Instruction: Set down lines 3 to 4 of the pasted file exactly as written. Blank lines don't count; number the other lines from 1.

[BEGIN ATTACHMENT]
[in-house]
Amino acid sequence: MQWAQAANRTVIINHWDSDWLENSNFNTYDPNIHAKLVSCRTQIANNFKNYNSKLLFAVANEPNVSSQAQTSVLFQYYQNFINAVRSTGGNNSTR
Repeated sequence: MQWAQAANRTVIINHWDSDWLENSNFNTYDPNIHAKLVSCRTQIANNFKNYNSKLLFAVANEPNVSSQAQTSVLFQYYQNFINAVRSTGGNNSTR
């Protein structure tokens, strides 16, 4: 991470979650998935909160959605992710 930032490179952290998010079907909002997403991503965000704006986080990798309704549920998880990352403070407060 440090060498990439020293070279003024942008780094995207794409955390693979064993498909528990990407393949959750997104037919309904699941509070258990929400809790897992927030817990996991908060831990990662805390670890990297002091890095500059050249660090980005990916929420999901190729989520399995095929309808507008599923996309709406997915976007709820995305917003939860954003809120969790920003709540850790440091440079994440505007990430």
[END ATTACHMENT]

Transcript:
Repeated sequence: MQWAQAANRTVIINHWDSDWLENSNFNTYDPNIHAKLVSCRTQIANNFKNYNSKLLFAVANEPNVSSQAQTSVLFQYYQNFINAVRSTGGNNSTR
């Protein structure tokens, strides 16, 4: 991470979650998935909160959605992710 930032490179952290998010079907909002997403991503965000704006986080990798309704549920998880990352403070407060 440090060498990439020293070279003024942008780094995207794409955390693979064993498909528990990407393949959750997104037919309904699941509070258990929400809790897992927030817990996991908060831990990662805390670890990297002091890095500059050249660090980005990916929420999901190729989520399995095929309808507008599923996309709406997915976007709820995305917003939860954003809120969790920003709540850790440091440079994440505007990430």